Global Insight Perspective
KTF has acquired more than one million subscribers to its HSDPA mobile services, four months after a nationwide launch.
The second-ranked mobile operator in the voice-centred 2G communications market has been seeking to outperform market leader SK Telecom in the segment of advanced mobile services, which are emerging as a new growth engine.
KTF aims to have at least 2.7 million subscribers to its HSDPA services by the end of this year. However, the limited functions of HSDPA handsets may create hurdles for rapid uptake.
As of Friday (6 July), KTF reported that its subscribers to its HSDPA mobile services reached the one million mark, according to Yonhap English News. The company launched nationwide HSDPA services, named Show, on 1 March, allowing its customers to use video calling, global roaming and other multimedia functions based on faster data-transfer speeds (see South Korea: 1 March 2007: KT Freetel Embarks on First Nationwide HSDPA Service in South Korea). The figure was achieved less than two months after KTF reported that the number of its HSDPA subscribers reached 500,000 in mid-May. "Our 3G customers use more data and voice services than 2G subscribers, generating more revenue, which shows the advanced services are settling as our new source of revenue," the company said in a statement. Its monthly 3G average revenue per user (ARPU) reached 43,019 won (US$46.8) in May, compared with an ARPU of 38,665 won for 2G services, the company said. Monthly minutes of use for 3G services stood at 213 in May, higher than the 173 minutes of 2G, it said.
Outlook and Implications
- Competition on Advanced Mobile Services: KTF, which held approximately 31.9% of South Korea's mobile market in June, hopes HSDPA will eventually enable it to take over the market leadership currently held by SK Telecom, which has a market share of about 50.5%. KTF expects five million new subscribers to HSDPA services in South Korea this year and is targeting at least 2.7 million of that figure. SK Telecom started its own nationwide HSDPA service in late March and reported it had 380,000 customers as of the end of June (see South Korea: 28 March 2007: SK Telecom Launches Nationwide HSDPA Mobile Service). The two mobile service operators have been engaging in fierce competition to lure customers to their advanced wireless services, which are emerging as a new growth engine at a time when the 2G market has become highly penetrated. There were 42.3 million mobile subscribers in South Korea at the end of June, a penetration rate of 87.5%. KTF hopes a full start of HSDPA will boost its ARPU by 10%-15% compared with its ARPU from 2G services. However, the company has also said it expects its margins to weaken this year due to high marketing costs for the advanced mobile service, a large portion of which will be used to subsidise subscribers' purchase of still-expensive handsets designed for the HSDPA service.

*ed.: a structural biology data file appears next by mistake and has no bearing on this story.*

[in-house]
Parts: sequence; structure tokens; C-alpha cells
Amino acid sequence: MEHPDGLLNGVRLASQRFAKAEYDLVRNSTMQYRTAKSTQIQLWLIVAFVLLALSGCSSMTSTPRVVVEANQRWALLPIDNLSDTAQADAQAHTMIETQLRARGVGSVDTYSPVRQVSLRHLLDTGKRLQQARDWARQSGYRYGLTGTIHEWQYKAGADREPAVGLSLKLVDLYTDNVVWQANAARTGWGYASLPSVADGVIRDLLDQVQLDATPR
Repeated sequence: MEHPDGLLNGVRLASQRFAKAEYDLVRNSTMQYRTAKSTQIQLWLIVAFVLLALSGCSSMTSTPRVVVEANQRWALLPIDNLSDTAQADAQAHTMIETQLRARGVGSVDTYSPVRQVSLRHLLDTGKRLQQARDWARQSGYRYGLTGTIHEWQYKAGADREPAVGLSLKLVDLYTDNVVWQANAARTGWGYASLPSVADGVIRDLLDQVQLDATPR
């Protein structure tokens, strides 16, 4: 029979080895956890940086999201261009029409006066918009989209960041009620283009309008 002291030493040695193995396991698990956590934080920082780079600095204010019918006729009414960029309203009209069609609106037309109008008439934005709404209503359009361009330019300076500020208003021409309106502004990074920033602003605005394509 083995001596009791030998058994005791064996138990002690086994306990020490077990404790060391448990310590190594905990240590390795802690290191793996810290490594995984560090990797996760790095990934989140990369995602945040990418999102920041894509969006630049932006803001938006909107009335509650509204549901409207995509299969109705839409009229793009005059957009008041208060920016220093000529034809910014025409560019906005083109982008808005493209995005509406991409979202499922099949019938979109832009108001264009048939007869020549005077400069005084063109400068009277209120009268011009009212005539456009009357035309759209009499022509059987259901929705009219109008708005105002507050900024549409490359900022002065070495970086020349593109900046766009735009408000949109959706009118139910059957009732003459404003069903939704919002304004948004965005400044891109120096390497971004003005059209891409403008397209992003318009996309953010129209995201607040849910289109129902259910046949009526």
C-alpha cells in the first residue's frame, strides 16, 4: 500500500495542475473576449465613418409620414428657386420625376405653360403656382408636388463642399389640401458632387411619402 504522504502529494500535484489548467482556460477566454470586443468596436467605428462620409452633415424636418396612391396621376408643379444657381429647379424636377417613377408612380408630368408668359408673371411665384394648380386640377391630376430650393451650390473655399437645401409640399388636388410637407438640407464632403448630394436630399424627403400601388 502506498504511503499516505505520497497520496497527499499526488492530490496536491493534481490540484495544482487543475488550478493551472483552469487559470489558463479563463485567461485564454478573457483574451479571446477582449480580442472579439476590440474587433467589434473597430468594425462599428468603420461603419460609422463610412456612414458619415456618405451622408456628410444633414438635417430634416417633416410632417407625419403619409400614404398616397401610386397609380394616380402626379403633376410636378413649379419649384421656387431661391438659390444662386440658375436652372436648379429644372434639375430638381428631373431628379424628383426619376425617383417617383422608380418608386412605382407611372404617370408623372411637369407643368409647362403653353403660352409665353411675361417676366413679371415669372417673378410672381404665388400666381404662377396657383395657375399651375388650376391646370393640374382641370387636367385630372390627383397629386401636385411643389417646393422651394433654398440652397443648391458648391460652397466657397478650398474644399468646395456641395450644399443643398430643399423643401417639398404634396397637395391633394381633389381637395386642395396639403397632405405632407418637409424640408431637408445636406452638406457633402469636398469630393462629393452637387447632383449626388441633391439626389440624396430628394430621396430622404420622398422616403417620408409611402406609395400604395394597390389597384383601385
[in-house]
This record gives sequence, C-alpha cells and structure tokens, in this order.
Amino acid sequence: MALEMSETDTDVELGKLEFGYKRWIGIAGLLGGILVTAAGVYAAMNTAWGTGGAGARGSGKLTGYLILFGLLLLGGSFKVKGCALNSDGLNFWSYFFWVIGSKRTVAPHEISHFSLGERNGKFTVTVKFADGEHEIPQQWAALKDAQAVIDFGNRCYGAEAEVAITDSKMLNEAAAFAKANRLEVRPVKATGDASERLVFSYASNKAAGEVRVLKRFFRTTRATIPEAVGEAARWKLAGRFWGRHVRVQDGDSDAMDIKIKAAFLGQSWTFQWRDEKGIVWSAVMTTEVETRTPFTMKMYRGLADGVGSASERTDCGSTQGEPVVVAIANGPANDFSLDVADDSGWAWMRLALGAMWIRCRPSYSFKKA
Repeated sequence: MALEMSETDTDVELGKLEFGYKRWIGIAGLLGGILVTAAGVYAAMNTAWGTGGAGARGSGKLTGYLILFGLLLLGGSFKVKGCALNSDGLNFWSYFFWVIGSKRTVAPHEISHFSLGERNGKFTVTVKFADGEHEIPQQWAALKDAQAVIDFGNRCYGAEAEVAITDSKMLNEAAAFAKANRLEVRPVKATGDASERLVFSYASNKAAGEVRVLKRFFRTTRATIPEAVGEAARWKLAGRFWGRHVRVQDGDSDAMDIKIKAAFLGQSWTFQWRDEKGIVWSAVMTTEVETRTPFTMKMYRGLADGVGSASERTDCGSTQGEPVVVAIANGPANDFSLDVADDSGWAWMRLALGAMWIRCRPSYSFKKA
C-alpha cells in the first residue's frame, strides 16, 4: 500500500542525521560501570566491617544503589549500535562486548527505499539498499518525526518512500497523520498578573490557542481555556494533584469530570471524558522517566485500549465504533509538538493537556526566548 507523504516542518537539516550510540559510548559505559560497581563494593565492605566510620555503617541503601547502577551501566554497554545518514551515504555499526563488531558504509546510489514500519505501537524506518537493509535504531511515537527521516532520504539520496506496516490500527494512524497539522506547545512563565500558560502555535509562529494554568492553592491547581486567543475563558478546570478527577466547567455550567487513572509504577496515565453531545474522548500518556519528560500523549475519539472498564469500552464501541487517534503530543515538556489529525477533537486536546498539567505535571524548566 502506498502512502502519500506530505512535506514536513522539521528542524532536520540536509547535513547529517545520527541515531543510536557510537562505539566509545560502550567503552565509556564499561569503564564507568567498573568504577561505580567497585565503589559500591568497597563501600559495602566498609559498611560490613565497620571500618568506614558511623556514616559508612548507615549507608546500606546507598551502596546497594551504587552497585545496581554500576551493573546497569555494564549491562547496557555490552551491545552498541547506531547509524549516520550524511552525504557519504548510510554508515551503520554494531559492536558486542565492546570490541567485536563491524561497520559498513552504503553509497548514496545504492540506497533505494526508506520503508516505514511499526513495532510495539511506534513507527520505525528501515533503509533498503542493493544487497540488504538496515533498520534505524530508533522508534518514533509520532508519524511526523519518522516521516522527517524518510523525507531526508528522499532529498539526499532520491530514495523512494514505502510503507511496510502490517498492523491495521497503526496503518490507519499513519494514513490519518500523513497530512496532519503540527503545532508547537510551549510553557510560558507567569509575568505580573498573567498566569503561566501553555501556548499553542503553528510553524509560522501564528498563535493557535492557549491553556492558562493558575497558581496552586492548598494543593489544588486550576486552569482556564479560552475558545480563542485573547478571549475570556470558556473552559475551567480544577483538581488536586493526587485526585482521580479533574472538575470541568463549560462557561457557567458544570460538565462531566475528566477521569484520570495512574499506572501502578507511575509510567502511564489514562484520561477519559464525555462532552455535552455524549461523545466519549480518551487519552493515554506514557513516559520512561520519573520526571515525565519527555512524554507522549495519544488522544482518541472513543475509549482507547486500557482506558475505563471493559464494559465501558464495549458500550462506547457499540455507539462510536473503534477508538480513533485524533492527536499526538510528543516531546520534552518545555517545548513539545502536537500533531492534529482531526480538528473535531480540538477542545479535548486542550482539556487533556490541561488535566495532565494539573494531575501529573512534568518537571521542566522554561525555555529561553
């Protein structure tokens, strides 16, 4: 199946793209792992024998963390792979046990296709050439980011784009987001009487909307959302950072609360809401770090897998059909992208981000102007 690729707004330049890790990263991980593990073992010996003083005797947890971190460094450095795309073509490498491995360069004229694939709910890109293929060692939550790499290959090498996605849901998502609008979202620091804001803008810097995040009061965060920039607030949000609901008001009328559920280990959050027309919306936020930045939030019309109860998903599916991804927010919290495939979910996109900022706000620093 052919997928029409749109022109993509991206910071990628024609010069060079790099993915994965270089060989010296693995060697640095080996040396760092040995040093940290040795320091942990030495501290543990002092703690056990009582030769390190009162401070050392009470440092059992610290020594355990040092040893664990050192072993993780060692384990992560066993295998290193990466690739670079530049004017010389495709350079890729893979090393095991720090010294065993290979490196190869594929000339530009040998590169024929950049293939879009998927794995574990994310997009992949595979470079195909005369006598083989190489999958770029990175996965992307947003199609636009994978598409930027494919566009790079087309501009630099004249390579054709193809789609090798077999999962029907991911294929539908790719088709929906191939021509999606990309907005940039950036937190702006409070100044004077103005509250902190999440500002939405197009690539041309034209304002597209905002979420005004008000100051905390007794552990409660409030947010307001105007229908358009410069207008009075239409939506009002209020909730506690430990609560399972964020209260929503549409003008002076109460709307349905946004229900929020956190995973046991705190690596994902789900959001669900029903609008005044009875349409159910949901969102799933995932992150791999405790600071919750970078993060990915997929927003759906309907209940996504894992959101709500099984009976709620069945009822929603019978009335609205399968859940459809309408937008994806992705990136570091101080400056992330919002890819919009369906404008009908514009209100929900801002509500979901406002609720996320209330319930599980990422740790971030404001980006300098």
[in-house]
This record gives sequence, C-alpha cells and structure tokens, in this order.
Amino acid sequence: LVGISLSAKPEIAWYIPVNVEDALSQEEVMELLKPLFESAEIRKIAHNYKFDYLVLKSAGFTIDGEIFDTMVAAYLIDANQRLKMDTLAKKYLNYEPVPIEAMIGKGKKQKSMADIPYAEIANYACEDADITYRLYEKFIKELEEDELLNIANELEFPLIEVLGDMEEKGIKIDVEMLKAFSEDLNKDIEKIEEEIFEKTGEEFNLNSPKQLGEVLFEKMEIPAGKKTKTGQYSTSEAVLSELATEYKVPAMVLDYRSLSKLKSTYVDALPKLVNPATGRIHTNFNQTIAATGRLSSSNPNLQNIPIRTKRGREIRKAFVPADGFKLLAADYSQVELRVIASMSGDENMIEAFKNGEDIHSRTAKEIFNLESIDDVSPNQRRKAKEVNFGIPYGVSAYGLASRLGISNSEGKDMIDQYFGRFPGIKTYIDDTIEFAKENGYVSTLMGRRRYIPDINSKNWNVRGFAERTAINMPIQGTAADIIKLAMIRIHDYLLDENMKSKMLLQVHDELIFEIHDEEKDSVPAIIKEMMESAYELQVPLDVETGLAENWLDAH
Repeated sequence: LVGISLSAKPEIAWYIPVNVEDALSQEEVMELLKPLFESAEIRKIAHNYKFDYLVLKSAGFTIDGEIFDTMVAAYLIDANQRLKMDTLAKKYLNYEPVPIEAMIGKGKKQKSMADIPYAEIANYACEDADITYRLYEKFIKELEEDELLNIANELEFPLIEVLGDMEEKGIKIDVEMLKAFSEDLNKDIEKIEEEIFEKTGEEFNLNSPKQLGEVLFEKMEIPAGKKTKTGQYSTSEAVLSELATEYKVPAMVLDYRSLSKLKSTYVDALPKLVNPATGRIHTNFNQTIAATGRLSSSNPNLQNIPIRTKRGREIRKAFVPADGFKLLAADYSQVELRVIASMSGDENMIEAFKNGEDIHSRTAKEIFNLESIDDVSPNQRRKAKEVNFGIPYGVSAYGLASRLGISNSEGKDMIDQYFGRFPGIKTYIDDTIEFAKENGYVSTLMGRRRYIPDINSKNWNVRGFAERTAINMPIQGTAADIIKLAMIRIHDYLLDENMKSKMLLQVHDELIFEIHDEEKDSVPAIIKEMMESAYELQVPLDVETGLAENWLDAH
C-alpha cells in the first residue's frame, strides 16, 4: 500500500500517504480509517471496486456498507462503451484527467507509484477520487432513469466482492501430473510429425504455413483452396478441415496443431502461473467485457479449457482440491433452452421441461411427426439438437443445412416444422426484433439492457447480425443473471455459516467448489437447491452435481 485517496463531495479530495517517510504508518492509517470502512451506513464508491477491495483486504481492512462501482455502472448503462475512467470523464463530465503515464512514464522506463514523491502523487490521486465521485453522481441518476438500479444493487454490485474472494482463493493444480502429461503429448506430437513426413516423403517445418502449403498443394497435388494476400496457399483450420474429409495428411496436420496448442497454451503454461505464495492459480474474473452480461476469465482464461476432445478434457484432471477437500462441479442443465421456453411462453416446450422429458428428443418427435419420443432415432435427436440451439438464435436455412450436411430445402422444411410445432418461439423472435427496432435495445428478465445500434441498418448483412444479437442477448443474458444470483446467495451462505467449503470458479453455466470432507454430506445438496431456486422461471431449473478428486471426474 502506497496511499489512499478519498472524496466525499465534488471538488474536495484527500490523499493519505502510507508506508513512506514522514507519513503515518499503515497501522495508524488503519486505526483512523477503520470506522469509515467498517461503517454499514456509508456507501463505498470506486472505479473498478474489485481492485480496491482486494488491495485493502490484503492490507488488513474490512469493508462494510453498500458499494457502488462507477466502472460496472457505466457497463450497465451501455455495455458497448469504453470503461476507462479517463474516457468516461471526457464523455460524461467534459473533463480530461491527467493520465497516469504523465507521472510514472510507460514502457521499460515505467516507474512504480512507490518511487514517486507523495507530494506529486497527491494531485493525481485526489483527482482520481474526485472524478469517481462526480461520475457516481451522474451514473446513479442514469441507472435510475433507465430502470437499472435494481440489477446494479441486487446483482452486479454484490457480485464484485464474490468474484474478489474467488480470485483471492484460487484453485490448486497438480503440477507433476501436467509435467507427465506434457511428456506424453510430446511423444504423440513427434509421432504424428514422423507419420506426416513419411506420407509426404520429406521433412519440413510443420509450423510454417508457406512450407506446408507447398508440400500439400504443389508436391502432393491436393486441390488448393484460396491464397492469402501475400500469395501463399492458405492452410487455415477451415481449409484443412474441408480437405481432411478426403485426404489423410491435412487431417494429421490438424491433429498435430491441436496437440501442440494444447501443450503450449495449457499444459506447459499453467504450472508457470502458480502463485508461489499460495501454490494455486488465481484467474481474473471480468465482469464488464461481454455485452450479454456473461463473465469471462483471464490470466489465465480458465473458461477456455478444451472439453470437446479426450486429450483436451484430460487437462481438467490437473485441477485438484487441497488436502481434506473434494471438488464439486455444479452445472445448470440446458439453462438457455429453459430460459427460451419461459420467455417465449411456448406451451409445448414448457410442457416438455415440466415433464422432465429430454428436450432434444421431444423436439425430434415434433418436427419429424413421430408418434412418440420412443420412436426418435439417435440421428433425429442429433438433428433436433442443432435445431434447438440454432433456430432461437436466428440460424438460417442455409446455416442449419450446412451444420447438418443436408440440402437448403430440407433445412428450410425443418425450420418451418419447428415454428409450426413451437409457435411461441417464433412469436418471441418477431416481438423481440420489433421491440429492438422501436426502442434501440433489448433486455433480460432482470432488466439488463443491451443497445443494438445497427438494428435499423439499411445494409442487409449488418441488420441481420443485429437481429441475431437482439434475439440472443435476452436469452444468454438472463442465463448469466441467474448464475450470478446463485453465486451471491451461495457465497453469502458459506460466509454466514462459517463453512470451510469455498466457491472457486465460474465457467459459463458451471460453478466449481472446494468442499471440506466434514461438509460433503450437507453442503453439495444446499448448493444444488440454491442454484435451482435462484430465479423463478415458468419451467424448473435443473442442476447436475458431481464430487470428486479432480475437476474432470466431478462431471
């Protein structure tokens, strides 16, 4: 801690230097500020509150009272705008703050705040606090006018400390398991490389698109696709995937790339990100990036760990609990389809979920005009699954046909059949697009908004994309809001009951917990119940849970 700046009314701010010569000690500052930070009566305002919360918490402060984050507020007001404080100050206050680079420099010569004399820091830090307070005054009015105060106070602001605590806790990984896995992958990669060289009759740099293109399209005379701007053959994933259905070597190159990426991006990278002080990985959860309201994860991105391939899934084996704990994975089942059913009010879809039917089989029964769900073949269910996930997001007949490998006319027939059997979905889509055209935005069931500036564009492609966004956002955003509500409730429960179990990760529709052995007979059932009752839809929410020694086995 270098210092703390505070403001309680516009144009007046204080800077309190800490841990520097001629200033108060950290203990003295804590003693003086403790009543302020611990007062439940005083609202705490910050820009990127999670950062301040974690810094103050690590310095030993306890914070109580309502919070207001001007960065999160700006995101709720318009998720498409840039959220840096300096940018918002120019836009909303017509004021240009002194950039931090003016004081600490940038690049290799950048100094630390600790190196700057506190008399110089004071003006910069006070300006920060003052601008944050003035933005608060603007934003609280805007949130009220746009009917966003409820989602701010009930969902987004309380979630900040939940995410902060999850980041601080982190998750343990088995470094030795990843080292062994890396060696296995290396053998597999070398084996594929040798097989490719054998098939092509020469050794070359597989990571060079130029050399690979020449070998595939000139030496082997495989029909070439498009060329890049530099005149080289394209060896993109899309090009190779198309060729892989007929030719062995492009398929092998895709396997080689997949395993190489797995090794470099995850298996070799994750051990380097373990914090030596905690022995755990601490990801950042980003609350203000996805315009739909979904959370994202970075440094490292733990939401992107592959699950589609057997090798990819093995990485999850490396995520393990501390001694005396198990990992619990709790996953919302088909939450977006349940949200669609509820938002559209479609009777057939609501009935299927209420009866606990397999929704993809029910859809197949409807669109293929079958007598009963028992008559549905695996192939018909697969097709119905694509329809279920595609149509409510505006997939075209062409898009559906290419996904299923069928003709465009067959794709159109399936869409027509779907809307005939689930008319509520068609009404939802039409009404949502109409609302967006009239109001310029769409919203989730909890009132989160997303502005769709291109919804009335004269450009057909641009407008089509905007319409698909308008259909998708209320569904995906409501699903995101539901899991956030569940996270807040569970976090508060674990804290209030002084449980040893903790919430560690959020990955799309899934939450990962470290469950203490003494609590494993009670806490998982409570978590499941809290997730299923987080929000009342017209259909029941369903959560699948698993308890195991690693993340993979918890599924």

- Customer Dissatisfaction over HSDPA Handset Features: Despite the notable HSDPA subscriber growth, some mobile users have expressed their dissatisfaction regarding the gap between promises of 3G phones and their actual features, according to a local news agency, Korea Times. KTF has released several models since it expanded the HSDPA service area nationwide but these models so far offer limited advanced applications. For instance, some users have complained that some mobile-phones salesmen indicated that mobile payment and wireless banking services were available with HSDPA handsets, when such applications were not included on early 3G models. In response, KTF said it was not responsible since it did not pledge mobile payment offerings on early models. Yet the situation worsened after KTF unveiled a plan to introduce high-speed uplink packet access (HSUPA), which promises an upload speed about 15 times faster than that of HSDPA (see South Korea: 14 June 2007: KT Freetel Rolling Out HSUPA Network). The HSUPA service allows mobile phone users to upload an MP3 file or a high-definition picture in a fraction of a second. However, when the HSUPA service comes to town, people will have to buy a new phone specifically for it, KTF Senior Vice President Kim Yeon-hak said in a press conference last week. Current HSDPA handsets will not be compatible with HSUPA and those who want to enjoy the latter will have to purchase a dedicated phone, Kim confirmed. This means that HSDPA subscribers, who have snapped up new handsets mostly over the past few months, will need to change their models after just six months if they want to enjoy HSUPA later this year.